Some time ago I posted some info on a really interesting Ferrite Loopstick I had found. It is a 1125uH, high Q wound coil, with a 4 turn auxilliary winding. At that time I thought I would make a crystal set with it, but after some thought, another idea emerged.
The ferrite coil looks like this:
The idea that I formulated was to use this ferrite to experiment with the TRF IC's that others had been experimenting with. To that end, I researched the various TA7642 circuits that were around. I came up with a circuit that used the TRF chip with a 386 amplifier ( adapted from a circuit used in the Elenco AM780K ). I designed a circuit board to simplify my experiments...
I ended up with 9 boards in the run, which should cover my experiments, as there are several flavors of this radio I would like to try. Since the circuit is basically designed to work with ferrite antennas, I dubbed it the Ferrite Fox ( I seem to have to come up with a catchy name for all my projects
) The completed radio looks like this:
This radio was constructed with a 80pF variable cap to allow the ferrite coil to be tuned across the broadcast band. I mounted the ferrite high and away from everything, and have a reasonably good tuning cap. The RF wires are on one side of the radio, and the audio circuits are on the other. The wires from the PCB to the tank were longer than I might have liked, but were the best I could come up with. I used the aux. winding on the loop to provide an antenna and ground connection ... but found that they aren't needed ... the ferrite really does all the work of picking up stations. I also provided the radio with a recorder output jack ...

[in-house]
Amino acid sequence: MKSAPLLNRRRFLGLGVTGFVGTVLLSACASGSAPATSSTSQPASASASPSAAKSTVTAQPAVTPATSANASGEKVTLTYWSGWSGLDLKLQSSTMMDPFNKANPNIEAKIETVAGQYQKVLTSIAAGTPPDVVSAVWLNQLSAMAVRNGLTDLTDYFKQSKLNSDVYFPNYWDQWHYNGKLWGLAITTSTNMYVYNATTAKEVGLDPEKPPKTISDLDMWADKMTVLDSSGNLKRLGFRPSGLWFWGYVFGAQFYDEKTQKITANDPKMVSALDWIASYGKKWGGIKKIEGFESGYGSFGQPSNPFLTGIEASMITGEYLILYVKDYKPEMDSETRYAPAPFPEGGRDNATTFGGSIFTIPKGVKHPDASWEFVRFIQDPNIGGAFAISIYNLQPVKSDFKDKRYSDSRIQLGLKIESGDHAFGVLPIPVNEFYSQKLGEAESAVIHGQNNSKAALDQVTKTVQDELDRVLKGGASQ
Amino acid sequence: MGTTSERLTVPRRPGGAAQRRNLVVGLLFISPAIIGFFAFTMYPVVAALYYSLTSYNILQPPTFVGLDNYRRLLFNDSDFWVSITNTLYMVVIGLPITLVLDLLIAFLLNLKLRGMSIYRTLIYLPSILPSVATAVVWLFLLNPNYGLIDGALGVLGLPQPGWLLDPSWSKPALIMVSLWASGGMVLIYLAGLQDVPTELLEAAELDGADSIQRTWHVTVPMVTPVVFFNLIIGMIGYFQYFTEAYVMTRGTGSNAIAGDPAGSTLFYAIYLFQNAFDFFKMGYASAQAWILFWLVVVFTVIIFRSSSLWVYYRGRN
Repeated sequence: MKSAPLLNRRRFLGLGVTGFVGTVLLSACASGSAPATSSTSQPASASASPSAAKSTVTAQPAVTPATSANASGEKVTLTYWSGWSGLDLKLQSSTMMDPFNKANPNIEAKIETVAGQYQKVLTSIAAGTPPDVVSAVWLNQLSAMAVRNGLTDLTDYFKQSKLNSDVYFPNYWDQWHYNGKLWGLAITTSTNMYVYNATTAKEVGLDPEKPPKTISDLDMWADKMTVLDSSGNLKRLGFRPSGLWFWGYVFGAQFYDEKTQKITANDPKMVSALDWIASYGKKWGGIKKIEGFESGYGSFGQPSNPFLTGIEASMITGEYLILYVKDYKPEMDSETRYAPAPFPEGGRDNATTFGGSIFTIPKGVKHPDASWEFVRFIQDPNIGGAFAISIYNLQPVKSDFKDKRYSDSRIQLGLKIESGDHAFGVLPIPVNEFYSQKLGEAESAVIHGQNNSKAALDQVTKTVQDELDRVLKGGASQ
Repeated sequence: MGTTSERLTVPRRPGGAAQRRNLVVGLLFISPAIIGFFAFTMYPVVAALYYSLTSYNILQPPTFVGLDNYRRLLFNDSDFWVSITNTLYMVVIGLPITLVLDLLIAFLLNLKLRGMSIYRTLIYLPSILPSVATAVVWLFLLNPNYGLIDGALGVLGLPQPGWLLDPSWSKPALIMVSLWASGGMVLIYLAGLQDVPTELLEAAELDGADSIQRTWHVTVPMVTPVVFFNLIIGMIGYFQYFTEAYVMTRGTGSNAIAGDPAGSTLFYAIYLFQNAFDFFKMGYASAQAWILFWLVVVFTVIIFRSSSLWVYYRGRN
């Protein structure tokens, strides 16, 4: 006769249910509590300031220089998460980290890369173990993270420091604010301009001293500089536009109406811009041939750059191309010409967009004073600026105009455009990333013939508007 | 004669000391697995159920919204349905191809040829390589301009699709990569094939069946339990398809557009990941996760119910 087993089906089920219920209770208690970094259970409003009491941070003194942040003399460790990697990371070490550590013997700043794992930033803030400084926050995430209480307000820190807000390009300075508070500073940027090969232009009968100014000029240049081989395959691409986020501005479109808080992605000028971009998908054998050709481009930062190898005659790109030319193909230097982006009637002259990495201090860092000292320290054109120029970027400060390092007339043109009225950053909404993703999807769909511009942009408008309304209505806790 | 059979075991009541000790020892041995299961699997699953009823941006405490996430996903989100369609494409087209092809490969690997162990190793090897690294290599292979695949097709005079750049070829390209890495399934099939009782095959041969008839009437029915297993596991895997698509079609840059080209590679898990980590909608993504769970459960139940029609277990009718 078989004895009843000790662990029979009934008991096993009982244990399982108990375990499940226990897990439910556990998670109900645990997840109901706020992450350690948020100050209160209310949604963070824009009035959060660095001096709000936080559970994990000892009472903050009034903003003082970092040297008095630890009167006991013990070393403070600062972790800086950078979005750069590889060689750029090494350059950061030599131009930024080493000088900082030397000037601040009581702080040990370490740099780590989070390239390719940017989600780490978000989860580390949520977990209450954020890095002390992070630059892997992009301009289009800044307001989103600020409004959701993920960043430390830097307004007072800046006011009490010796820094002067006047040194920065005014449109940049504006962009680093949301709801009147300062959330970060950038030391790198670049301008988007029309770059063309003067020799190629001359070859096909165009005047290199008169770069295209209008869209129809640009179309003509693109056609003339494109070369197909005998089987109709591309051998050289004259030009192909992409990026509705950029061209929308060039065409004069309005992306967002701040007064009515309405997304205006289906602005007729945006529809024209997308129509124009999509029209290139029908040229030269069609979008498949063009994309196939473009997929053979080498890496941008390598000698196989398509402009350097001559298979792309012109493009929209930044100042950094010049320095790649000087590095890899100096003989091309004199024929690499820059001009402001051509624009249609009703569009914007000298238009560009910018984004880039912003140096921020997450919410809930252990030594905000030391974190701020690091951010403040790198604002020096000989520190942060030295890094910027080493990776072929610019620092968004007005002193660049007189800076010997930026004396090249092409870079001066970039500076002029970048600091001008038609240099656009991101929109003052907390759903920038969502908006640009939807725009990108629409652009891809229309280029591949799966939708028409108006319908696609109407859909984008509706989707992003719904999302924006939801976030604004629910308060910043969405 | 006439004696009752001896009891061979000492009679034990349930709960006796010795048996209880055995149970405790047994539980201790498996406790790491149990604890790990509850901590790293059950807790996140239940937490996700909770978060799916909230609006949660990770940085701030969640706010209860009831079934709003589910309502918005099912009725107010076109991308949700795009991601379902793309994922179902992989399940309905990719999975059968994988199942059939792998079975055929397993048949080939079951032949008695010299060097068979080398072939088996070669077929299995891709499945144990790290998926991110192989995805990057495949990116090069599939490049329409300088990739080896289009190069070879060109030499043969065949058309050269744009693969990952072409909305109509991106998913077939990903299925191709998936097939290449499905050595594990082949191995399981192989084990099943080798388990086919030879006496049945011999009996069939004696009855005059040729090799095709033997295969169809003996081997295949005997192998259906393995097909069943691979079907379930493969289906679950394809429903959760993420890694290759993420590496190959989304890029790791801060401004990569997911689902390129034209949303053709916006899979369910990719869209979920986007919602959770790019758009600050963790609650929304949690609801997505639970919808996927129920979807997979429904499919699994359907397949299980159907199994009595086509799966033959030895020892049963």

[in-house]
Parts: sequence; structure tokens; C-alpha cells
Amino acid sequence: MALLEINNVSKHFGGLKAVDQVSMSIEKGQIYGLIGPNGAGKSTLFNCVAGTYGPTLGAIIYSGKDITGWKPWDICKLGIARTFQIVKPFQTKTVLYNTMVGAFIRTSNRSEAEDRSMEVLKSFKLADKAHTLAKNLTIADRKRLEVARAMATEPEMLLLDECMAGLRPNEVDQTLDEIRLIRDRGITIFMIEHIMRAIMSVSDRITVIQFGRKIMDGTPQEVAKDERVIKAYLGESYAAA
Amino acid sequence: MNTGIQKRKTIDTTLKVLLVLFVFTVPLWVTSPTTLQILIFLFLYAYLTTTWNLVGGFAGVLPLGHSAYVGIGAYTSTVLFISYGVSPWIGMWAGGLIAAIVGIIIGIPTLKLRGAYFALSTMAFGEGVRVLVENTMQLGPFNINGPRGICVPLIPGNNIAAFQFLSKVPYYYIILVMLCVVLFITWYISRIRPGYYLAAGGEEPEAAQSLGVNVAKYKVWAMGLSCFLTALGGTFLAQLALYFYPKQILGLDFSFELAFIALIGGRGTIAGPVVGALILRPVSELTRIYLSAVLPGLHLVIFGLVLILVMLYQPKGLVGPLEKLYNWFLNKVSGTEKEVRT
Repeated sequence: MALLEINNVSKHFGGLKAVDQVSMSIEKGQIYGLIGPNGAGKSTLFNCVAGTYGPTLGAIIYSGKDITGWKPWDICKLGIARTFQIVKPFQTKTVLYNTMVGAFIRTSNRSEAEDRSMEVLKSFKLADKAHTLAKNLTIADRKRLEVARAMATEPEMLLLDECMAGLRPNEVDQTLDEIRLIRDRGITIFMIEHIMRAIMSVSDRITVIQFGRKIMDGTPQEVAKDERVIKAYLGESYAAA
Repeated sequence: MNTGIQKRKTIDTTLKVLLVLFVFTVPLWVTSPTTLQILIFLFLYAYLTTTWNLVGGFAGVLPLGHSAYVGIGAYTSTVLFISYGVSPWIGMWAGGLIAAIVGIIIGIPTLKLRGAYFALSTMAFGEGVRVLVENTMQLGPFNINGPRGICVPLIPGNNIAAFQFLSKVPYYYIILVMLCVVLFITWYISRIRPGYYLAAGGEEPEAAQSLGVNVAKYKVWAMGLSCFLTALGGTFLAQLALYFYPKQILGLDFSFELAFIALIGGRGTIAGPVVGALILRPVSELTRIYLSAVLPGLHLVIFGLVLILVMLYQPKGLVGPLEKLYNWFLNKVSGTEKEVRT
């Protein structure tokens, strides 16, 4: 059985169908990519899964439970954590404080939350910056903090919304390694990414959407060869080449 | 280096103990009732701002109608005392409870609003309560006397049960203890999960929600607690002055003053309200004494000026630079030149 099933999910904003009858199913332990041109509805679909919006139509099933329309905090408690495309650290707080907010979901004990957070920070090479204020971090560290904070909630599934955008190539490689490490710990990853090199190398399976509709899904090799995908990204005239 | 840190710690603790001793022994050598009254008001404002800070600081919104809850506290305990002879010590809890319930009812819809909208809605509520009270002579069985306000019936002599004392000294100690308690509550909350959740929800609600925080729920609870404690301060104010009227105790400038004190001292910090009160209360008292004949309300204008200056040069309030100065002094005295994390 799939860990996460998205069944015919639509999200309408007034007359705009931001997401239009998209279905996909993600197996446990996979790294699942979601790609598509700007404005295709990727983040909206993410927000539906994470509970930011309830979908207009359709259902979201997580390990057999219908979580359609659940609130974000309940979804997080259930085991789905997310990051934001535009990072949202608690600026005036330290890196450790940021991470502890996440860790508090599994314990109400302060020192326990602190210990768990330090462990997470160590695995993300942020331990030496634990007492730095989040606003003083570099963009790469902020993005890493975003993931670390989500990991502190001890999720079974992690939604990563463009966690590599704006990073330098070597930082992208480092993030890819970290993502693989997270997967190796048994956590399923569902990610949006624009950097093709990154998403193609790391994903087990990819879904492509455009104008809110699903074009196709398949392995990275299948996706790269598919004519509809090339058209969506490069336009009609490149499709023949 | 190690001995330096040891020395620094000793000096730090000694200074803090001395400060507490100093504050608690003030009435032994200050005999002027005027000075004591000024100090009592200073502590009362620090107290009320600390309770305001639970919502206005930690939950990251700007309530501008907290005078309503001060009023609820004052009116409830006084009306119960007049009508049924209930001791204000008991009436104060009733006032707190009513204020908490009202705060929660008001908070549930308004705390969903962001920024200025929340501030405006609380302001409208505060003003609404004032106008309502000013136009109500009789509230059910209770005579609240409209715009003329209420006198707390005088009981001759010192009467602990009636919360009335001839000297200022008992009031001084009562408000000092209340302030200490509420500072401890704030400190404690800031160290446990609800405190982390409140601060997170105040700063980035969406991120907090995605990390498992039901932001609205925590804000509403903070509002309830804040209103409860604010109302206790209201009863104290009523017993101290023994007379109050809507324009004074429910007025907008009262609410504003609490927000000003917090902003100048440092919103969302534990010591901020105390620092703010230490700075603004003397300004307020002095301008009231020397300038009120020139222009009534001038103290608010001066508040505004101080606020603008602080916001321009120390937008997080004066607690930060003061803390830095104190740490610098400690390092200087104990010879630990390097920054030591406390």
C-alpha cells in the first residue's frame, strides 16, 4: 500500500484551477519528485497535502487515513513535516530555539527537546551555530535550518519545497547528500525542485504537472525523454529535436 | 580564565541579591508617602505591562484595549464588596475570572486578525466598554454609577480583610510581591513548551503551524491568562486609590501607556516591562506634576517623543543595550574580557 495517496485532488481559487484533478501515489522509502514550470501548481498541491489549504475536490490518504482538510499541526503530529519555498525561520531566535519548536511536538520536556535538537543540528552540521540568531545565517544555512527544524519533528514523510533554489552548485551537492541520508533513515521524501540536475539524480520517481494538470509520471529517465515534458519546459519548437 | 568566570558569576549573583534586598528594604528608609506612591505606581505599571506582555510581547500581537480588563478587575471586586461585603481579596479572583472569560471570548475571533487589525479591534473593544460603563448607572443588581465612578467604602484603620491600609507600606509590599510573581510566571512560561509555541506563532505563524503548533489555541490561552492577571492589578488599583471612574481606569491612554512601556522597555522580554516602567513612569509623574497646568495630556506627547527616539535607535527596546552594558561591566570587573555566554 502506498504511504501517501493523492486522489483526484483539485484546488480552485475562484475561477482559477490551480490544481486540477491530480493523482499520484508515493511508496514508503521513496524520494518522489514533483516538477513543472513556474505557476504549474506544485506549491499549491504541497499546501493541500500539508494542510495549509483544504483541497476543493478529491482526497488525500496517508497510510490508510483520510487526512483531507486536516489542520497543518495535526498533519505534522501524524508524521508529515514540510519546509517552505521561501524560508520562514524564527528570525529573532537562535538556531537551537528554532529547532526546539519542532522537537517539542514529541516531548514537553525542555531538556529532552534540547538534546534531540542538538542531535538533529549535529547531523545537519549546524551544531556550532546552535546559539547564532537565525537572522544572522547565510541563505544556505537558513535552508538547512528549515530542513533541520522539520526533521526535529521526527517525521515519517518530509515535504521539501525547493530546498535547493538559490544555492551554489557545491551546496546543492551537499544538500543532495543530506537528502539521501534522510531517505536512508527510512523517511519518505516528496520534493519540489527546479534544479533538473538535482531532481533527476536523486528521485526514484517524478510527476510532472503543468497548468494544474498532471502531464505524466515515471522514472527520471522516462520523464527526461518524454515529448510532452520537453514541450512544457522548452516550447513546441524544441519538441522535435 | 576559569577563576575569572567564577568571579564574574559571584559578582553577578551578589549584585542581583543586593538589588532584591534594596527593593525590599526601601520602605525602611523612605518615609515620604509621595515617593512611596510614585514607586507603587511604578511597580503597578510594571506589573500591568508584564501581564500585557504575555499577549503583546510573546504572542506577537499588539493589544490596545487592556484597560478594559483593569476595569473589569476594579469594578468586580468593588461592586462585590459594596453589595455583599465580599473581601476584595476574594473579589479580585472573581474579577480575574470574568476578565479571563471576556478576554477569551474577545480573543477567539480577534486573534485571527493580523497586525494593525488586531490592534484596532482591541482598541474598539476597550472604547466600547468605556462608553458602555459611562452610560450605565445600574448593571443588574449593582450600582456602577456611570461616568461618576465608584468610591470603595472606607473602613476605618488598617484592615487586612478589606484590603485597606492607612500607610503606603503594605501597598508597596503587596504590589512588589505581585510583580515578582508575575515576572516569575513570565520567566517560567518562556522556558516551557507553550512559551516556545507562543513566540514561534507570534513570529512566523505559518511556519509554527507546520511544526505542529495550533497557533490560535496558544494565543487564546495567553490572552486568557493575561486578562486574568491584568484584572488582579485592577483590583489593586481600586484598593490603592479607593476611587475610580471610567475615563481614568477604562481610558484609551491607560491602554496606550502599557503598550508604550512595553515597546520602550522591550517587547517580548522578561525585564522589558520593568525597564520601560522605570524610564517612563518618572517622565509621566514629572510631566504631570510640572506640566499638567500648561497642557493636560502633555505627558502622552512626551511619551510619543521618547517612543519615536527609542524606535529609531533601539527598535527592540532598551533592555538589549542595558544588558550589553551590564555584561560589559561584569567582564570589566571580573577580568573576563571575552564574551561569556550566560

This is my first radio with this chip, and I have read that the circuit can be squirrely ... and is prone to overloading with strong signals. My radio proved no different. All of the local stations seemed to overload during the daytime ... but at night it was a different story. From my kitchen in Las Vegas, with no external ground or antenna connections, I was able to easily, and clearly, pick up three 50kW clear channel stations: KFI ( 640kHz ) in Los Angeles, KTNN ( 660kHz )in Window Rock, AZ, and KNBR ( 680kHz ) in San Francisco. So, I was impressed that this radio circuit was sensitive, and had good potential.
The only instability that I had was when I was tuning at the high end of the band. Once the cap was down to 10-20pF, the stations were harder to tune exactly right, and hand capacitance proved to be a significant factor affecting the radio. There was also a tendency to oscillate when tuned near a station. I realized that the circuit would work better, if there was at least 20-30pF of capacitance in the tank at all times. Of course, this means that the 1125uH coil could not be able to tune the high end of the BC band...
So I decided to make the radio a 600m radio, and added 50pF across the tank circuit. The next night I experimented with the radio again. I was able to pick up 2 beacons ( unknown to me - no ID ). The modified radio covers 450kHz to 550kHz. I don't know if I'll find anything "interesting" in that bit of spectrum, but I have a radio to scan it with.
The next radio I plan on building with the Ferrite Fox circuit will be another broadcast band radio. But this one will use a tank comprised of a Miller 6300 permeability tuned loopstick, a 50pf cap, and a 10pF trimmer. The radio will be configured as a retuneable fixed station monitor ... and this time I should be able to easily tune anywhere in the BC band - and be stable